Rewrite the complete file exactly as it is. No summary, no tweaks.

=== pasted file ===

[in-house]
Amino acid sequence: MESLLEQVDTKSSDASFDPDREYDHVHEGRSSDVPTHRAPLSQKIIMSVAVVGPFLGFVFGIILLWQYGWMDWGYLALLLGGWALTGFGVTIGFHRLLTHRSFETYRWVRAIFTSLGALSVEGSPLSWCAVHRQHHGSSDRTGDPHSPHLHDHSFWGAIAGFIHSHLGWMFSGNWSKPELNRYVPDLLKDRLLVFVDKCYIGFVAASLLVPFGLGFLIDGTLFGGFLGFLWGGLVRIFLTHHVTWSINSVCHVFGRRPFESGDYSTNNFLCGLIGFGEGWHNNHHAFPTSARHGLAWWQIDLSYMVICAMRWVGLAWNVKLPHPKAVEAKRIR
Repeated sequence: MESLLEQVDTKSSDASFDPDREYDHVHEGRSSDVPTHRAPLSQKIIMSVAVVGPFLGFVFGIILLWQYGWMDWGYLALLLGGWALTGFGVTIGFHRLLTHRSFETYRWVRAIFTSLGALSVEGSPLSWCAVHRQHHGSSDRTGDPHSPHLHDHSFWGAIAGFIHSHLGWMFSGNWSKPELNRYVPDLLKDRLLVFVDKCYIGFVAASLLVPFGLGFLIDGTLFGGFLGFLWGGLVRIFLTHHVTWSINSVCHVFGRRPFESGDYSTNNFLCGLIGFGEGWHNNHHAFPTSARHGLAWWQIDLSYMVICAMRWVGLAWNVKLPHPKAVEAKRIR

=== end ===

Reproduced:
[in-house]
Amino acid sequence: MESLLEQVDTKSSDASFDPDREYDHVHEGRSSDVPTHRAPLSQKIIMSVAVVGPFLGFVFGIILLWQYGWMDWGYLALLLGGWALTGFGVTIGFHRLLTHRSFETYRWVRAIFTSLGALSVEGSPLSWCAVHRQHHGSSDRTGDPHSPHLHDHSFWGAIAGFIHSHLGWMFSGNWSKPELNRYVPDLLKDRLLVFVDKCYIGFVAASLLVPFGLGFLIDGTLFGGFLGFLWGGLVRIFLTHHVTWSINSVCHVFGRRPFESGDYSTNNFLCGLIGFGEGWHNNHHAFPTSARHGLAWWQIDLSYMVICAMRWVGLAWNVKLPHPKAVEAKRIR
Repeated sequence: MESLLEQVDTKSSDASFDPDREYDHVHEGRSSDVPTHRAPLSQKIIMSVAVVGPFLGFVFGIILLWQYGWMDWGYLALLLGGWALTGFGVTIGFHRLLTHRSFETYRWVRAIFTSLGALSVEGSPLSWCAVHRQHHGSSDRTGDPHSPHLHDHSFWGAIAGFIHSHLGWMFSGNWSKPELNRYVPDLLKDRLLVFVDKCYIGFVAASLLVPFGLGFLIDGTLFGGFLGFLWGGLVRIFLTHHVTWSINSVCHVFGRRPFESGDYSTNNFLCGLIGFGEGWHNNHHAFPTSARHGLAWWQIDLSYMVICAMRWVGLAWNVKLPHPKAVEAKRIR